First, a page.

Louisiana Lemon Law

Could the Louisiana lemon law help you resolve your car issue? If you have purchased or leased a defective vehicle, understanding if the lemon law of Louisiana applies to you could be the first step toward obtaining compensation. The term lemon law refers to statutes for consumer products that are defective or despite numerous repairs, do not function.

The Louisiana lemon laws have been put into place in order to protect consumers. Each state has enacted specific laws regarding if a car qualifies as a lemon. Below you’ll find a summary of the lemon law of Louisiana, what you should do if you think your car is a lemon, and lemon law resources.

Used Car vs. New Car

One of the most important aspects to consider regarding whether your state’s lemon law applies to your case is whether your car is new vs. used. Most lemon law state statutes apply only to new cars. Although Louisiana does not have specific provisions for used cars, some states do have provisions under their used car lemon laws. 

The issue is specifically linked to your vehicle’s warranty. New cars are sold with vehicle warranties that specify coverage for a specified number of miles or months. It is under the umbrella of this warranty that the lemon law generally applies. For used cars sold by dealers with warranties, coverage under the state’s lemon law may apply. Because Louisiana does not have specified lemon laws for used cars if you purchased your used car with a warranty, federal lemon laws may apply.

Summary of the Louisiana Lemon Law

The following are the key aspects of the LA lemon law. In order for your car to qualify under the lemon law, your vehicle must meet these conditions:

• The Louisiana law applies to vehicles under 10,000 lbs., sold in the state and excluding motor homes, motorcycles, and vehicles used for commercial purposes only.

• In order to qualify, your vehicle must have had a minimum of 4 repair attempts - 30 calendar days out of service.

• The coverage period is Express warranty period or 1 year, whichever occurs first.

If the above conditions apply to your situation with your purchased or leased vehicle and the dealer/manufacturer is unable to correct the problem, under the Louisiana lemon laws the dealer/manufacturer must the manufacturer shall do one of two things:

• Replace the motor vehicle with a comparable new motor vehicle, or, at its option;

• Accept return of the motor vehicle and refund the full purchase price plus any amounts paid by the consumer at the point of sale, and all collateral costs less a reasonable allowance for use.

What Should You Do If You Think Your Car Is A Lemon?

First, if you are considering making a lemon law claim, you’ll need to keep accurate records. Keep detailed accounts of all problems, repairs performed, and the number of days your car is unavailable to you while repairs are being made. Without these documents, proving that your car qualifies as a lemon will be a challenge. If you did keep track when problems first arose, ask the dealer for the repair records.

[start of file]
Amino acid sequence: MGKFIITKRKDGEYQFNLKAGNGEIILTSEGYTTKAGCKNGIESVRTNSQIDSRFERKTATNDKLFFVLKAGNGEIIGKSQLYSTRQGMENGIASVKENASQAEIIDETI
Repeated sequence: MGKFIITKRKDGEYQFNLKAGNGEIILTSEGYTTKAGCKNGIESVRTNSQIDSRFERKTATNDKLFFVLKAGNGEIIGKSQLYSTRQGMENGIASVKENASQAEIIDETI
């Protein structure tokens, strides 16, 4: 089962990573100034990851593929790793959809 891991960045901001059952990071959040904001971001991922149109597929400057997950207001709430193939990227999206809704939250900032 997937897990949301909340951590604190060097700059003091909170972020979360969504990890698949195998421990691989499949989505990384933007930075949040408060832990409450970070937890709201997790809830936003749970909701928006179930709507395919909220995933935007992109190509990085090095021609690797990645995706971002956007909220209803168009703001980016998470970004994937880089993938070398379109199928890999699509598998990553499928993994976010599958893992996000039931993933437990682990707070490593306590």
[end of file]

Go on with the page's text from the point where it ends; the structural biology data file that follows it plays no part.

To help you organize your documentation, click on this link for a repair log:Lemon Law Repair Log 

Second, in order to potentially invoke the LA lemon law, you must communicate in writing with the dealer attempting to fix the vehicle that you feel your car qualifies. If the problem is not resolved, contact the manufacturer directly, detailing the problem. When contacting the manufacturer, specifically ask for their procedure for making a lemon law claim.

A final step you can take is to hire a lemon law attorney. The good news is that the attorney fees are generally free to the consumer. If an attorney who specializes in the LA lemon laws loses your case, they don’t get paid. If they win, the manufacturer pays the legal fees. Thus, if you do not feel like the dealer or manufacture has provided sufficient restitution, having a lemon law attorney review your case may be a good option.

Louisiana Lemon Law Resources

If it appears that your vehicle would not qualify under the LA lemon law, there may be another option. A potential resource is the federal lemon law.This statute is called the Magnuson Moss Warranty Act. The federal lemon law falls under the breach of warranty (BOW) statute. Restitution under this act is different than under than Louisiana lemon laws. Instead of a refund for the defective vehicle, compensation is the difference between the Kelly blue book value of the car in excellent conditions vs. good or poor condition.

Again, if you are unclear if the Louisiana lemon law applies to your situation, a lemon law lawyer can be consulted at no cost to you to review your case and determine if the federal lemon law applies to your case.

If you have specific questions regarding LA lemon laws, you can contact the Attorney General’s Office at the following address:

Consumer Protection Division
P.O. Box 94005
Baton Rouge, LA 70804 

EMAIL: ConsumerInfo@ag.state.la.us

You can also visit their website at: Louisiana Attorney General's Office 

The Better Business Bureau also has a printable summary of the Louisiana lemon laws: BBB Lemon Law State Statutes 

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